Friday, May 08, 2009

Critics’ pay

Roger K. Miller reconsiders Sloan Wilson’s Man in the Gray Flannel Suit, comparing it favorably to Revolutionary Road. He also challenges the view of Jonathan Franzen, advanced in an introduction to the 2002 Da Capo paperback edition, that the first half of the book is the better half. Miller concludes with some interesting background to the novel. Never before have I wanted to read The Man in the Gray Flannel Suit.

It is Golem Week at Wuthering Expectations. Read the Amateur Reader in toto before attempting The Amazing Adventures of Kavalier and Clay, where the legend of the golem is given a strong, perhaps even brutal, misreading.

Alfred Appel Jr., professor of English at Northwestern and coauthor (with Vladimir Nabokov) of The Annotated Lolita, died of heart failure last Sunday. He was seventy-five. Although I never took a course with Appel, he was among those who made Northwestern’s English department, now sadly depleted, a lively place in the ’eighties. He was a nonbelligerent in the theory wars, and though you might think that you could guess where his sympathies lay, it was always a mistake to assume that you had taken the measure of Appel. He was Nabokov’s student at Cornell before becoming one of Nabokov’s best critics, and was among the first to call for the master’s canonization. In his review of Ada for the New York Times Book Review (May 4, 1969)—he characterized it as a “culminating work”—Appel described Nabokov as a “peer of Kafka, Proust and Joyce, those earlier masters of totally unique universes of fiction.”

If you are convinced that the current recession is “Great Depression II,” Levi Stahl recommends The American Earthquake, a collection of Edmund Wilson’s social criticism from the ’twenties and ’thirties. “The pessimist in me comes away from The American Earthquake fretting,” Stahl says, “about the many lessons of the 1930s that we’ve obviously willfully forgotten; the optimist in me looks to the lasting institutions our grandparents built from the catastrophe—Social Security, unemployment, and Keynesian economics among them—and hopes that they'll help us get through this mess more quickly than we did the first time around.” I sure hope he means unemployment insurance, and I am sure glad that he is not an economist, but Stahl is a good critic, who always makes valuable out-of-the-way recommendations.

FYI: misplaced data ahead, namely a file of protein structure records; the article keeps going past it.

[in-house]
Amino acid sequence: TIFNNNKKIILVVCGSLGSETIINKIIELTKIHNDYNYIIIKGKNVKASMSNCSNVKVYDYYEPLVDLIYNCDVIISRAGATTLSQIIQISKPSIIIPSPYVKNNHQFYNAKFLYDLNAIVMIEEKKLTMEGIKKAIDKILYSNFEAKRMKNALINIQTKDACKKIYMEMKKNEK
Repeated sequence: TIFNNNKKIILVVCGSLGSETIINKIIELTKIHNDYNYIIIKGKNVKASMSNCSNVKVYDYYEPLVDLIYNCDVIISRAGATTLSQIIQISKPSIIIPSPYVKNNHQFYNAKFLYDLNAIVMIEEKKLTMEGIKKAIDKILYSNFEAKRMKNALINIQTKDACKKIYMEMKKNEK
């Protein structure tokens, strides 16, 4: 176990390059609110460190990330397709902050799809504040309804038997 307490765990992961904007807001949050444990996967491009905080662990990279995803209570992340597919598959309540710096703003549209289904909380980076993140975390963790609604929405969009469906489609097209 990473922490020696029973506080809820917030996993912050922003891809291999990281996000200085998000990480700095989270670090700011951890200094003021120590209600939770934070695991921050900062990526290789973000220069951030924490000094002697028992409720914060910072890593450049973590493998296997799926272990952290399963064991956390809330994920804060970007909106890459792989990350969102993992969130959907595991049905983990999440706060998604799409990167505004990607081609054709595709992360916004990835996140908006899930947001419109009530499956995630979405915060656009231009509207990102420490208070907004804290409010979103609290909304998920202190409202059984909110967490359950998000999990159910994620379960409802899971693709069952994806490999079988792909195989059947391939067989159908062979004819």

Everyone in the literary blogscape wishes a quick conclusion to Litlove’s home renovations. We don’t merely want to hear that she is distracting herself with “the gardening writer Katherine Swift,” but want to hear more about Swift’s “amazing book The Morville Hours,” which Litlove describes as telling “the story of making a garden, but also the intertwined stories of landscape, land, house in which it is created, and also her own life story in a journey through the liturgical calendar and the natural year, written in truly sumptuous and soothing prose.” It is just such a description that leaves us wanting to hear more.


litlove said...

DG - I was going to write about that book today (and it is amazing and well worth taking time over), but Hitchcock jumped the queue. I'll probably write about it tomorrow or the day after.

Amateur Reader (Tom) said...

Thanks for the mention. I got a lot out of reading and writing about the golem.